It’s Tuesday and unusually, I’m writing next week’s Monday Post.
Posts don’t usually get written until Monday morning and after an intense struggle to find something interesting to write about.
That’s so, but I’m about to leave for several weeks on the road and might find myself, or the Interwebs a bit scarce in coming days. Anyway, a post on PetaPixel jumped out at me this morning and it was the work of seconds – my effective attention span period – to wonder just what would happen to the thousands of photographs I have, when my time is due.
And of course, the rest of the Susans and our readers and all the other photographers, good and bad, who are busy shooting daily.
I was shocked when recently, Pascal admitted he had little use for yesterday’s images, preferring to shoot anew for today. Of course, he’s been through the Unbacked-up Great Disk Crash and survived. That must have taken care of thousands of images for him. Now, it’s a cycle I’d guess will continue for him until he too, is called to the great darkroom in the sky.
But for us mortals, us anally inclined photographers with thousands of images, carefully edited, star scored, metadata-ed and fanatically backed-up? What of our lifetime’s work? Will a backup disk be discovered in a cardboard box in a junk shop? Will anyone be able to mount it on their computer and read it? Will they care?
Or, will our digital history be discovered in an attic. Stored lovingly on a shelf on a bedroom, no longer is use?
I think we can all be certain that the promises of cloud storage being ad infinitum in both time and volume holds as much credibility as a politician’s election promise. The clock will be ticking from the moment your last monthly tithe is paid and thirty days after that your photography, like your digital remains will be gone.
That means chances are, you won’t get a Vivian Maier moment.
If I can find some ink jet capable paper here in Cape Town, I plan to continue printing some of my better images. Mind you, that will just mean a bit more to jettison when the final house clearing is done by either my wife, or children, depending on who leaves first.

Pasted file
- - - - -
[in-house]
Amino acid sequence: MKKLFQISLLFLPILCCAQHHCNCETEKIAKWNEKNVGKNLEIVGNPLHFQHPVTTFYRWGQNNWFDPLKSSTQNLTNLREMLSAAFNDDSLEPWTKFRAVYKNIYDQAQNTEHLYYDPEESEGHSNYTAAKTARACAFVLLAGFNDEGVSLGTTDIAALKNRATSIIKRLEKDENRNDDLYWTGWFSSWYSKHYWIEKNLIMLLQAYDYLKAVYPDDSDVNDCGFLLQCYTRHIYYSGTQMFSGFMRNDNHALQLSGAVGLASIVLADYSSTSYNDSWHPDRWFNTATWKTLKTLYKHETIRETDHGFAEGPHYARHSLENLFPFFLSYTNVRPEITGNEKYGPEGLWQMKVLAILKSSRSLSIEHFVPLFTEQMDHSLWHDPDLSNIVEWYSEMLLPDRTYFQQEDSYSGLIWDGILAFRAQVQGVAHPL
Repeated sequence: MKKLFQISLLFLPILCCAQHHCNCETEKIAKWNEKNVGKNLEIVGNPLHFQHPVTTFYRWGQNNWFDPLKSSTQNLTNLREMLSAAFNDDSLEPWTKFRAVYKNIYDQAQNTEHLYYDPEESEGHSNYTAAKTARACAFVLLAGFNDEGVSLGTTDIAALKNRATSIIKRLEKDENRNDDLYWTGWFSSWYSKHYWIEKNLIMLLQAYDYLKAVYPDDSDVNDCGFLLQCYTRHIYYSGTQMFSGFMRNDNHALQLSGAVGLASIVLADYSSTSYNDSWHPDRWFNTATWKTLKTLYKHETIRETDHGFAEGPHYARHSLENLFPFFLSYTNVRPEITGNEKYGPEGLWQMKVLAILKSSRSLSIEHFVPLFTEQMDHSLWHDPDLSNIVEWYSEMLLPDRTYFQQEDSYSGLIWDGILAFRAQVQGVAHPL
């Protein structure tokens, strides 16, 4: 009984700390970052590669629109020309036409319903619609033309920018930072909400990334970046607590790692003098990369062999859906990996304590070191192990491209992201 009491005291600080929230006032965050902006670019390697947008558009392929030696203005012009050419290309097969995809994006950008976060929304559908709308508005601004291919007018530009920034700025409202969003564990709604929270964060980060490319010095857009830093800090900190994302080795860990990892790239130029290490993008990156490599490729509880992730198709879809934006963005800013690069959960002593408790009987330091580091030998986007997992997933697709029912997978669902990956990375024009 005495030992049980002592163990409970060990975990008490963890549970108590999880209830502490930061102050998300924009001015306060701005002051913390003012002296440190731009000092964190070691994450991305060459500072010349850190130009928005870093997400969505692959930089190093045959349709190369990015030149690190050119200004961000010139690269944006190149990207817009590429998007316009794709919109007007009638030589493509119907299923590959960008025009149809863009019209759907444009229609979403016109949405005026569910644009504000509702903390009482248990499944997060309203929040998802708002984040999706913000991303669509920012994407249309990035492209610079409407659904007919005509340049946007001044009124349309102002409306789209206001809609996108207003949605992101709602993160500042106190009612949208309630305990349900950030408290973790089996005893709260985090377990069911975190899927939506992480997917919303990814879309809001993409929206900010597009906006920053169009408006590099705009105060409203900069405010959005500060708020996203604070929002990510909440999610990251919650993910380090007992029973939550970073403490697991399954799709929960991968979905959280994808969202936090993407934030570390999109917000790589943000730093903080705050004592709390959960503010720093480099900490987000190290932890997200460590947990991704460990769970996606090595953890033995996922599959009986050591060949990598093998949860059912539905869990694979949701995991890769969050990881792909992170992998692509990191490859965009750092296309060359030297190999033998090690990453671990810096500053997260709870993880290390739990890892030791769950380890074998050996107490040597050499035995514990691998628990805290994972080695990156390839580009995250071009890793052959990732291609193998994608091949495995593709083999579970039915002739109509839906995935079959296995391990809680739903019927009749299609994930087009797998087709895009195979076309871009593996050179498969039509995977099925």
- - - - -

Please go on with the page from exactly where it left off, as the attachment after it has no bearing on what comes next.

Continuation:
Having waded through my late parents’ life recently, I can tell whoever gets the job not to be fussy and save this photograph for some reason and that one for something else. Dump the lot. In the end, it’s better for your psyche.
In the interim, I’ll keep shooting. It gets me out of the house into some of the world’s most interesting cities and breathtaking scenery. It’s good mental exercise and can be deeply satisfying. It also ensures I can participate in debates about good and bad, get GAS and generally pursue a hobby that makes me content.
One day, someone might discover one of my images in a bin and hang it in a gallery in some city, use it for a front page, or illustrate a book/magazine with it. I doubt it, but either way, I won’t be here to see it or rake in the kudos, so what the hell am I worrying about anyway?
This week’s photographs are from the archives – various road trips around South Africa 2008 – 2011
#880. Monday Post (22 Jul 2019) – The Sony Empire strikes back: A7R IV (and website news)
#860. Monday Post (20 May 2019) – A tale of two 100s – May challenge – Pixel madness
#851. Monday Post (29 April 2019) – Am I missing something?
#844. Monday Post (15 April 2019) – 100Mp mirrorless cameras, at long last …
#836. Monday Post (25 March 2019) – Love Vs. Hate, or Leica Vs. Zeiss, or Q2 Vs. ZX1
#830. Monday Post (11 March 2019) – Have you lost interest yet?
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